As described above, when the 5 ms frame message and the 20 ms frame message are output simultaneously, the dedicated control channel transmission device outputs the 5 ms frame message at the corresponding time and thereafter, transmits the remaining 20 ms frame message with the increased power. Here, since the frame message was encoded at the 1/3 coding rate in the encoding process, the receiver can perform the error correction with respect to the data loss. To improve the error correction capability, the second interleaver 522 should be so designed as to uniformly disperse the encoded data. Although FIGS. 8A and 8B show the examples of intermixing the 5 ms frame message and the 20 ms frame message, it can be understood that the frame message transmission capability is excellent even in the case where the 5 ms frame message and the 20 ms frame message are output successively.

FIG. 5 illustrates the structure of the dedicated channel transmission device for the forward link (from the base station to the mobile station). The dedicated control channel transmission device for the forward link should perform a PCB insertion operation for controlling transmission power of the mobile station. However, a dedicated channel transmission device for the reverse link (from the mobile station to the base station) need not perform the PCB puncturing operation. Accordingly, the dedicated control channel transmission device for the reverse link (mobile station) has a similar structure to that of the dedicated control channel transmission device for the forward link (base station), except for the PCB insertion scheme, the S/P converter (for multicarrier), the spreader structure and the encoding rate of the convolutional encoder. In the example, the encoding rate of the forward link encoder is 1/3 and the encoding rate of the reverse link encoder is 1/4.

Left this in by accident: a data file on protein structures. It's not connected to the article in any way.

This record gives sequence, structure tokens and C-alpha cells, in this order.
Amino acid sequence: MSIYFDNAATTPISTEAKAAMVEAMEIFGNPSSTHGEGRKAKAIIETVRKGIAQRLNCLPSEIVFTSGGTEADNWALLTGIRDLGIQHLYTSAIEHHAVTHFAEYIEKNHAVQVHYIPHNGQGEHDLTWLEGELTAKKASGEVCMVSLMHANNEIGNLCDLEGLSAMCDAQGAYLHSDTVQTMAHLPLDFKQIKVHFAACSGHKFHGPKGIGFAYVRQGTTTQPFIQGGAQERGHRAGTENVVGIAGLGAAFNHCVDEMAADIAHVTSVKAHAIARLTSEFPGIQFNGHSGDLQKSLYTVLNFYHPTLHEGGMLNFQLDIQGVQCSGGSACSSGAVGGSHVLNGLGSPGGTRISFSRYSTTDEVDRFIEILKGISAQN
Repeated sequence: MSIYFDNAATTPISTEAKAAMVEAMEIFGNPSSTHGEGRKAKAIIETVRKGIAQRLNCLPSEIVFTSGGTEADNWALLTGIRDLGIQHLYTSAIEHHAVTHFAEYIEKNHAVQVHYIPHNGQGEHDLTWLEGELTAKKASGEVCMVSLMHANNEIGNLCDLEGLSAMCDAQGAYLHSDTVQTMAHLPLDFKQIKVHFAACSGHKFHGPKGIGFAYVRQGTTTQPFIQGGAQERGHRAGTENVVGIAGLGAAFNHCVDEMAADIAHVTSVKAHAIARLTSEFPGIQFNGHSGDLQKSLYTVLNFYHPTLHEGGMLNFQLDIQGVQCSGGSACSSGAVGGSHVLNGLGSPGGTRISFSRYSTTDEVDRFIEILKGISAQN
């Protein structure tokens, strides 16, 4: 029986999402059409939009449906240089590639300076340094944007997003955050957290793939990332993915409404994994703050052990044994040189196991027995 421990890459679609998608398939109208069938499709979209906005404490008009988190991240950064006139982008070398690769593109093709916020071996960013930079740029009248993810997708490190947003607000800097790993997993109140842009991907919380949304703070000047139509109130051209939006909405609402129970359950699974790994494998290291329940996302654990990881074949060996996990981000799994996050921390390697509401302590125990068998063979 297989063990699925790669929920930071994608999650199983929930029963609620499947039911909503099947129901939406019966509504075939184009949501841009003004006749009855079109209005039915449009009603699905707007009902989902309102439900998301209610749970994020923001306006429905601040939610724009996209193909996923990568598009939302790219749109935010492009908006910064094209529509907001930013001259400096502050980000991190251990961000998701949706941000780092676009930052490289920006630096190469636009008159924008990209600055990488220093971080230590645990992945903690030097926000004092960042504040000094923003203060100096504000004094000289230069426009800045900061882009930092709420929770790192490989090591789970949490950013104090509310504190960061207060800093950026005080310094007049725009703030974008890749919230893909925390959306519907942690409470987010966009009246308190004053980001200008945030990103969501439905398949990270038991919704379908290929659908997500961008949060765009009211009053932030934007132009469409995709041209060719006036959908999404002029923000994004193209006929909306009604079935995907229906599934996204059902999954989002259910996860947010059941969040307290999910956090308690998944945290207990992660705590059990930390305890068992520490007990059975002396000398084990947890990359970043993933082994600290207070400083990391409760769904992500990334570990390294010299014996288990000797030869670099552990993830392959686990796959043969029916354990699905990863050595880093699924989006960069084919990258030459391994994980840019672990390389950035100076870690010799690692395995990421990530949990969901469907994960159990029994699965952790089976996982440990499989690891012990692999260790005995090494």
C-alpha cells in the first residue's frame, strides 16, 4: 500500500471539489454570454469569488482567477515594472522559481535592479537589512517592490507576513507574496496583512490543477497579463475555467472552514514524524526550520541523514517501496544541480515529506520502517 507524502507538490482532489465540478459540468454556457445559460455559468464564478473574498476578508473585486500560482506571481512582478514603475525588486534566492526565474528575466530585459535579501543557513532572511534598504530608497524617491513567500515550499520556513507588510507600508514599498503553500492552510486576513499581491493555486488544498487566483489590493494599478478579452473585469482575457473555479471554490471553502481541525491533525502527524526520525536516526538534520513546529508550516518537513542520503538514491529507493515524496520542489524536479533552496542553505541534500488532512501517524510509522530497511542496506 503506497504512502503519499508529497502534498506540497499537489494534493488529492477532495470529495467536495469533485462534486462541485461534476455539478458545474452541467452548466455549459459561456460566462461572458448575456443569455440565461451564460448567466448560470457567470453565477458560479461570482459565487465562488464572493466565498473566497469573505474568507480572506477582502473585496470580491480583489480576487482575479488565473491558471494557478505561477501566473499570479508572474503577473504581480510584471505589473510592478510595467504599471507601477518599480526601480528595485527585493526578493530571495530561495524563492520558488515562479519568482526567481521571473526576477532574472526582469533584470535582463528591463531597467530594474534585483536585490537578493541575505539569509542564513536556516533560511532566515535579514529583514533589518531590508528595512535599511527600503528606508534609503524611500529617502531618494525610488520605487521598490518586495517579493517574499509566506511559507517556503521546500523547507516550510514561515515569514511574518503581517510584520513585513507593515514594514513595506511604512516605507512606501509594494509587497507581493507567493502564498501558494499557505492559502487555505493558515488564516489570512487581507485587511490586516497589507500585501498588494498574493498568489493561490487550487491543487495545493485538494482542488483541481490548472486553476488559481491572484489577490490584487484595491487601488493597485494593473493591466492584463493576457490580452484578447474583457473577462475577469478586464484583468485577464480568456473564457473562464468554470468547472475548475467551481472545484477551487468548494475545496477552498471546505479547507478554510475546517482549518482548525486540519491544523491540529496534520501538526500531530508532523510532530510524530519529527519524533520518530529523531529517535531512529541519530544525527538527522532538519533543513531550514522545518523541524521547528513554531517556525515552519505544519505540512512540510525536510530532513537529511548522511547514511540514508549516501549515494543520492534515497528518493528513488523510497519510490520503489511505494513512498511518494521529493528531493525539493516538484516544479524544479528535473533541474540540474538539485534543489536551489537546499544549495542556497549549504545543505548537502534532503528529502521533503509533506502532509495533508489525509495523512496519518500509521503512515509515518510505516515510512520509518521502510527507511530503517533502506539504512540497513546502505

In transmitting the frame message using the reverse dedicated channel, the dedicated channel transmission device for the reverse link also determines the frame length according to the size of the frame message and transmits the frame message according to the determination. Further, the dedicated channel transmission device for the reverse link examines presence/absence of the frame message to transmit through the reverse dedicated channel, to suppress an output of the reverse dedicated channel when there is no frame message to transmit and to form an output path for the reverse dedicated channel only when there is an actual frame message to transmit.

Shown in FIG. 5 is the multicarrier dedicated channel transmission device for the forward link and shown in FIG. 7 is the single carrier dedicated channel transmission device for the reverse link. Accordingly, it is also possible to construct a single carrier dedicated channel transmission device for the forward link and a multicarrier dedicated channel transmission device for the reverse link.